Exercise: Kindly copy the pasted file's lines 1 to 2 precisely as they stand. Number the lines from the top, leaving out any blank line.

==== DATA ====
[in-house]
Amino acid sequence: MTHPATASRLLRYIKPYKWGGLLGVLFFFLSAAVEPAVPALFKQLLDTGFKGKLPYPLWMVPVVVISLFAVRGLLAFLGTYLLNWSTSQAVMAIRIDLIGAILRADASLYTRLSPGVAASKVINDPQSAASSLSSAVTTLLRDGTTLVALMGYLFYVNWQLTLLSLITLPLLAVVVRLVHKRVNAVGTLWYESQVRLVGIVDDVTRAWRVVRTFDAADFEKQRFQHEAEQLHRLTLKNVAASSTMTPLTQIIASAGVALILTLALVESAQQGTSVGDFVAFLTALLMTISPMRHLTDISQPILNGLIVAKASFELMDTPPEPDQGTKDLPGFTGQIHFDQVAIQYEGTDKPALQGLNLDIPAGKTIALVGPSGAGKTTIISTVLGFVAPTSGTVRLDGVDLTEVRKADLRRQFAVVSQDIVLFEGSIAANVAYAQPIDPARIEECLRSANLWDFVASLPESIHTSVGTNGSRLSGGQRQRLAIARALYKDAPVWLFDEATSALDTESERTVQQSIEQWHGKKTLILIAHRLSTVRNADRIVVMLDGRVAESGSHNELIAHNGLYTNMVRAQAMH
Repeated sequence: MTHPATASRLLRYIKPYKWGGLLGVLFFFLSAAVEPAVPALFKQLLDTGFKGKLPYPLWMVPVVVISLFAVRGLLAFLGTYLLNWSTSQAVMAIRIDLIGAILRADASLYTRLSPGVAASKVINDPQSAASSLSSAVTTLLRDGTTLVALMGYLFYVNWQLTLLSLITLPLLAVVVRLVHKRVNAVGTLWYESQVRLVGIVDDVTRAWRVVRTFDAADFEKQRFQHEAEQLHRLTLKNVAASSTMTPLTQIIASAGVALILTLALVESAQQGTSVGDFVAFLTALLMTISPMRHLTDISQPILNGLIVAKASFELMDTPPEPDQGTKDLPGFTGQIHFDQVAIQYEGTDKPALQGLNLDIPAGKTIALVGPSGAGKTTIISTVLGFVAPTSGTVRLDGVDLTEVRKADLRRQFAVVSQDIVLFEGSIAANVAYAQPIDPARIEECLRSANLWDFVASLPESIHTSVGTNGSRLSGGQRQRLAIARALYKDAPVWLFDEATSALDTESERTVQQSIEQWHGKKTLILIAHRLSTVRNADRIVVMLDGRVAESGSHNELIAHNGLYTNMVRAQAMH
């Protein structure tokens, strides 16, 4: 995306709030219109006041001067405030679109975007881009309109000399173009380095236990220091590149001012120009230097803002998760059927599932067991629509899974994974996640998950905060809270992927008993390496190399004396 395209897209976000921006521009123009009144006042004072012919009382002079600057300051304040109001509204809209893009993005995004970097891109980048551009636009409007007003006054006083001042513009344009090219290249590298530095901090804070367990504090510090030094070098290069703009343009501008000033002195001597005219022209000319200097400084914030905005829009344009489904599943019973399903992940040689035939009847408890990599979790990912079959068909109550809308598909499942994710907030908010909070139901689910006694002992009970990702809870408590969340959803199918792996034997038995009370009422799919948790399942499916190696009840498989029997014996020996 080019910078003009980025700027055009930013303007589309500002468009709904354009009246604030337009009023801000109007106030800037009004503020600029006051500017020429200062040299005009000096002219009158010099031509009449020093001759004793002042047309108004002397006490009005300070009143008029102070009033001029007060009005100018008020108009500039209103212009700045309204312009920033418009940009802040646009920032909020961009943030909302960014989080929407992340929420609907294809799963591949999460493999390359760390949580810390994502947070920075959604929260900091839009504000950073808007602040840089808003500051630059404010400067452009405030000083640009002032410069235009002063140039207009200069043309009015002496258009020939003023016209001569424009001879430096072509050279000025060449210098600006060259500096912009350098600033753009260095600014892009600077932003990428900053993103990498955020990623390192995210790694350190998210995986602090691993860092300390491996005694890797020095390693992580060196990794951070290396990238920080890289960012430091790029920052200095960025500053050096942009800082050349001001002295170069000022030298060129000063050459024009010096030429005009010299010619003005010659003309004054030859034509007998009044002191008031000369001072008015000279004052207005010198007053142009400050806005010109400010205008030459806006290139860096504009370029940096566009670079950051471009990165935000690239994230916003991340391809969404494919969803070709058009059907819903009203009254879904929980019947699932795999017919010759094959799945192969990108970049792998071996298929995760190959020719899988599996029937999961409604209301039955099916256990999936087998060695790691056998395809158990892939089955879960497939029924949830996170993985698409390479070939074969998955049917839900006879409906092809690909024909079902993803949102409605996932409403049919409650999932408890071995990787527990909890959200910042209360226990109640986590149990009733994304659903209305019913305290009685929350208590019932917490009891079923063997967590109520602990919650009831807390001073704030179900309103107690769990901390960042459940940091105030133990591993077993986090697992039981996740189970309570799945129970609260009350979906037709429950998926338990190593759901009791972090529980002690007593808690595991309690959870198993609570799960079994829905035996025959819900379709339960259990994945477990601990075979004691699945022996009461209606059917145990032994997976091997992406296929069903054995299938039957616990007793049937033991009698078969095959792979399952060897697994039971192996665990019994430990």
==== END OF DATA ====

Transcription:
[in-house]
Amino acid sequence: MTHPATASRLLRYIKPYKWGGLLGVLFFFLSAAVEPAVPALFKQLLDTGFKGKLPYPLWMVPVVVISLFAVRGLLAFLGTYLLNWSTSQAVMAIRIDLIGAILRADASLYTRLSPGVAASKVINDPQSAASSLSSAVTTLLRDGTTLVALMGYLFYVNWQLTLLSLITLPLLAVVVRLVHKRVNAVGTLWYESQVRLVGIVDDVTRAWRVVRTFDAADFEKQRFQHEAEQLHRLTLKNVAASSTMTPLTQIIASAGVALILTLALVESAQQGTSVGDFVAFLTALLMTISPMRHLTDISQPILNGLIVAKASFELMDTPPEPDQGTKDLPGFTGQIHFDQVAIQYEGTDKPALQGLNLDIPAGKTIALVGPSGAGKTTIISTVLGFVAPTSGTVRLDGVDLTEVRKADLRRQFAVVSQDIVLFEGSIAANVAYAQPIDPARIEECLRSANLWDFVASLPESIHTSVGTNGSRLSGGQRQRLAIARALYKDAPVWLFDEATSALDTESERTVQQSIEQWHGKKTLILIAHRLSTVRNADRIVVMLDGRVAESGSHNELIAHNGLYTNMVRAQAMH